Wow, it has been one heck of a semester! I hope you enjoyed reading my content as much as I liked writing it. (Told you, I have a LOT to say!) Anyways, please contact me if you need an intern, advice, anything. It was a pleasure, folks!
P.S. I’d like to thank Mrs. Grogan for preparing me to become a much better journalist. I will not forget you. I promise. Thank you for an awesome semester.
Microblogging is a new form of communication in which
users can describe their current status in short posts distributed
by instant messages, mobile phones, email or the
Web. Twitter, a popular microblogging tool has seen a lot
of growth from microblogging as well. Micro-blogging is not a new concept. In fact, it’s been around for years.
First, you need to do the hard work of figuring out how social media participation can best advance your marketing and communication goals. In most cases micro-blogging doesn’t stand tall alone ; it’s impact is magnified by your Facebook site, your blog, and your other online places.
Once your strategy is in place, here are a few best practices to help you get the most out of your efforts.
Build a strong network. This doesn’t mean you have to follow everyone and anyone. You should however try to build rapport and connect with influentials and individuals with whom you share a common interest or bond. Twitter Local is just one of the many applications that can help you start connecting with people and organizations you might know well.
Time your micro–blogging updates with those of your official blog or website. It will give you a legitimate reason to post and help spread the word about any other activities in an effective manner.
Make it personal. If you are micro–blogging for personal reasons, this part comes easy. If you are doing it from a corporate angle, you can still let your personality shine through, just be sure to balance the mix of messages. Rule of thumb: don’t share anything you wouldn’t want your clients to know. If this is an issue or you’d rather not have your work persona mingle with your personal, consider setting up two separate accounts.
Post with some regularity. Often PR professionals wonder how they can get and maintain a decent enough following. If the news is stale or boring, and if you don’t interact with others on the site, people aren’t going to want to keep up with you – so keep posts fresh and consistent.
Avoid the clutter and only post or follow what is of significance or of sincere interest. Otherwise, you might wind up virtually six feet under in alerts and updates causing you to miss something of importance. The same can be said for those receiving your messages. If you post too often or produce a lot of fluff, people may begin to ignore you and your truly worthwhile messages will fall flat.
Don’t worry so much about ranking; produce quality content instead. This touches upon number five, but can’t be reiterated enough. Unfortunately, a person’s influence on many of these sites is directly linked to how often they post. As a result, those who aren’t serious about spreading significant information can tend to pile on the updates without giving much thought to the worthiness of the content.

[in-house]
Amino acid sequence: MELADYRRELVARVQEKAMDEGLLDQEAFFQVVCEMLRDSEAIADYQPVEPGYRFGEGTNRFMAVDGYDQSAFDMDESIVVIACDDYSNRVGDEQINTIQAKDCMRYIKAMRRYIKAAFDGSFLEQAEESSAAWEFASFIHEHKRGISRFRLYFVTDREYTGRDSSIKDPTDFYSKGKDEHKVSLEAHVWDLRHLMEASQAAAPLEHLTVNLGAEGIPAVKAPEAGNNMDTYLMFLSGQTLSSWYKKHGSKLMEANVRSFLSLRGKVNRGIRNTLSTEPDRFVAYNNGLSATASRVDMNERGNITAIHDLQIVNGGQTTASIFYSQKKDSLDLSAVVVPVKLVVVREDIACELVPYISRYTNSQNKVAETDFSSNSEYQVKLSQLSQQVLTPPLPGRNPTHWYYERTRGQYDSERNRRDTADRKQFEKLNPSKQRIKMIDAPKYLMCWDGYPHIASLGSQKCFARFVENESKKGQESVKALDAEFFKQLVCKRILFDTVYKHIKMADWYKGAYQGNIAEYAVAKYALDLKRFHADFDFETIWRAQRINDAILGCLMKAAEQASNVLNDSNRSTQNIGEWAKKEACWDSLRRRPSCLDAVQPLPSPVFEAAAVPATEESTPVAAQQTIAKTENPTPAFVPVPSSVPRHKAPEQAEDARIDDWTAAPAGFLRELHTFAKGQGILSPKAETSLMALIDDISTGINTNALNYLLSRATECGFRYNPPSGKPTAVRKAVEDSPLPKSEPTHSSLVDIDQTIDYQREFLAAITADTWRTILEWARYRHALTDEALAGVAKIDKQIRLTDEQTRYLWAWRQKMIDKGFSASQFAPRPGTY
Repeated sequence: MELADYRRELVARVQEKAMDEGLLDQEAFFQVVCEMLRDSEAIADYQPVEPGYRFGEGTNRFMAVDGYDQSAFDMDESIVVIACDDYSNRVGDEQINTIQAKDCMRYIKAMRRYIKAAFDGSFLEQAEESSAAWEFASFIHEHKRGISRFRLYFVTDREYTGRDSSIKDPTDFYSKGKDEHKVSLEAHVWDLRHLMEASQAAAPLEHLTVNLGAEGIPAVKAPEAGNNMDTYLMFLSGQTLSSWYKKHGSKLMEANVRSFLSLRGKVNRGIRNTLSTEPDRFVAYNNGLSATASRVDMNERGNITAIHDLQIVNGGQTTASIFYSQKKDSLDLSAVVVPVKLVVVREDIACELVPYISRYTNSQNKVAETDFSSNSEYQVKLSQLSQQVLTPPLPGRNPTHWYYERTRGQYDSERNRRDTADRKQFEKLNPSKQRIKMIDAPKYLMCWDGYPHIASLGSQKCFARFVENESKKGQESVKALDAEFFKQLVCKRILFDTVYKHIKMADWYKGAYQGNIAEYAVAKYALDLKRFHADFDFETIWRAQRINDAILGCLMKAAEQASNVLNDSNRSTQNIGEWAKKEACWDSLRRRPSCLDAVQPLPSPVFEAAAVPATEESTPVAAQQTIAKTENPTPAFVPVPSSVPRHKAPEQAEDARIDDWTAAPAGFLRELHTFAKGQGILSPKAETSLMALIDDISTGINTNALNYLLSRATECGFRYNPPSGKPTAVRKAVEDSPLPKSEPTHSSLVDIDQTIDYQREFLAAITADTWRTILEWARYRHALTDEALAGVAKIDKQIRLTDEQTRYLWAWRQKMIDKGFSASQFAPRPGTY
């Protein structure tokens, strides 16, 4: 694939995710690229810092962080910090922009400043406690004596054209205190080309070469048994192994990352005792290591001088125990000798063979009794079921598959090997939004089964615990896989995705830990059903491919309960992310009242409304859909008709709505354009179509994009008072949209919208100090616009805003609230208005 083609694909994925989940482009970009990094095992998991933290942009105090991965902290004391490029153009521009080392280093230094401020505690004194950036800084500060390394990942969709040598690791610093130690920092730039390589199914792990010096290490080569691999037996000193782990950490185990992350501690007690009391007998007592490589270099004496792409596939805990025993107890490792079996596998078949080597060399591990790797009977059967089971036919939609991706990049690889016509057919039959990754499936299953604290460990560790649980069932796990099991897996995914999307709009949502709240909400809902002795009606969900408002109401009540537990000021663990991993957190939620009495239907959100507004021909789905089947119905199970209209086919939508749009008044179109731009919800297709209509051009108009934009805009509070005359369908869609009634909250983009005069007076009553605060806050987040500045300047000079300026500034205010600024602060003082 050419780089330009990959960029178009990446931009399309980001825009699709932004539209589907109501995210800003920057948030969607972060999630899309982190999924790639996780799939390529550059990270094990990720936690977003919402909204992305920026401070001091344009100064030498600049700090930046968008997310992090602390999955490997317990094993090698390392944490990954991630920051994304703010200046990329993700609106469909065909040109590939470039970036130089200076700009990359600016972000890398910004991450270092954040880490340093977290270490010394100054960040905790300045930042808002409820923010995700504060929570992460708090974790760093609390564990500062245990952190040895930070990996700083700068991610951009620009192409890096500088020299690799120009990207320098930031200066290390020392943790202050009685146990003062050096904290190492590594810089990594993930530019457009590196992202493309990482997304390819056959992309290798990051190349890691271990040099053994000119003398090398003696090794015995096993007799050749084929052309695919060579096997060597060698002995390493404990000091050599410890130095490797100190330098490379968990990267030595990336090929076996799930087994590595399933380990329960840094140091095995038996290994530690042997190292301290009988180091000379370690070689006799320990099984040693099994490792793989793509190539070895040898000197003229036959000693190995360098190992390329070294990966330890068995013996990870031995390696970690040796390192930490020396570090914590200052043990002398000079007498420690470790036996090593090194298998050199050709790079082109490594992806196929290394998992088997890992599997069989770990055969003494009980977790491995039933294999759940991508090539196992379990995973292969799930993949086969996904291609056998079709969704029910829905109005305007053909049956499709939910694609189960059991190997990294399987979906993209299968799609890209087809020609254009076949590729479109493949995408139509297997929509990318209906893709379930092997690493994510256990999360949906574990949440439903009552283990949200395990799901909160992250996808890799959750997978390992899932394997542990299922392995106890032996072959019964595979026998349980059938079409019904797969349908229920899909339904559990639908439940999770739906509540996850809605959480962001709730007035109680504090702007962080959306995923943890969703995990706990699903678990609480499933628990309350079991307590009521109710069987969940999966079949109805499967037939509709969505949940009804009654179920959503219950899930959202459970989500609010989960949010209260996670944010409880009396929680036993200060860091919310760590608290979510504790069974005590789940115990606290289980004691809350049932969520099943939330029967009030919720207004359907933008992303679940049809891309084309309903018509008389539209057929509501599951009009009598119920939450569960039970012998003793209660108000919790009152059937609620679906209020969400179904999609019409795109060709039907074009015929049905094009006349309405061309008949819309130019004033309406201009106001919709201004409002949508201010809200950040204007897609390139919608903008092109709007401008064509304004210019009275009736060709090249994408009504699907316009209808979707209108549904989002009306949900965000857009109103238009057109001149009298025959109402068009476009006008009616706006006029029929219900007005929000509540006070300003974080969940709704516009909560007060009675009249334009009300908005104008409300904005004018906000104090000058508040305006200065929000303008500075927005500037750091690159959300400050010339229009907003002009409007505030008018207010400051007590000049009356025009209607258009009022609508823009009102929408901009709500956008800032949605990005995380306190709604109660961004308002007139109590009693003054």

Manage your time. You can’t do it all at once. So go forth with reasonable expectations. If you only have a half-hour to devote each day, then limit yourself to that period. It’s easy to lose track of time in these sites, so you might want to consider setting up an RSS feed or linking multiple micro-blogging sites or accounts through a common platform, such as FriendFeed, Ping.fm, Plaxo, Posty, and Hellotxt just to name a few.
Have you ever googled your name to see what comes up”? You should. But really, Google has changed the face of the world, especially journalism! They literally own everything. Can you even imagine what life is without Google? It is the largest used search engine around. They even own google and introduced google+. The best thing about google+ is that it can upload and save everything for you online. Example: most social platforms can automatically syndicate all your Facebook posts directly into Google Plus — meaning once you’ve set up your Plus page, it takes almost no extra work to maintain. It is so easy and manageable. It has also seriously saved me from losing any files or pictures. Google+ has an awesome feature where it backs up your photos, contacts, etc! Talk about a digital organizer.
LinkedIn is like FaceBook for the business world, at least to me. There are plenty of authorities that need you to have a LinkedIn before ever hiring you. It says you have the smarts to create a profile that says everything you need to know to an employer. There are plenty of tips to know too. I can tell you that I know plenty of people that were not given a position, let alone continue with an interview, if no LinkedIn file was present. In class, we learned of some helpful features of this site. LinkedIn introduced the “skills and experience” feature.Pick at least 10 skills. Under “More” at the top of your profile page, pull down the menu to “skills and experience” and type a skill into the box. You could obviously spend a lot of time on this. It pays to take at least 15 minutes to list the skills you think are central to your work.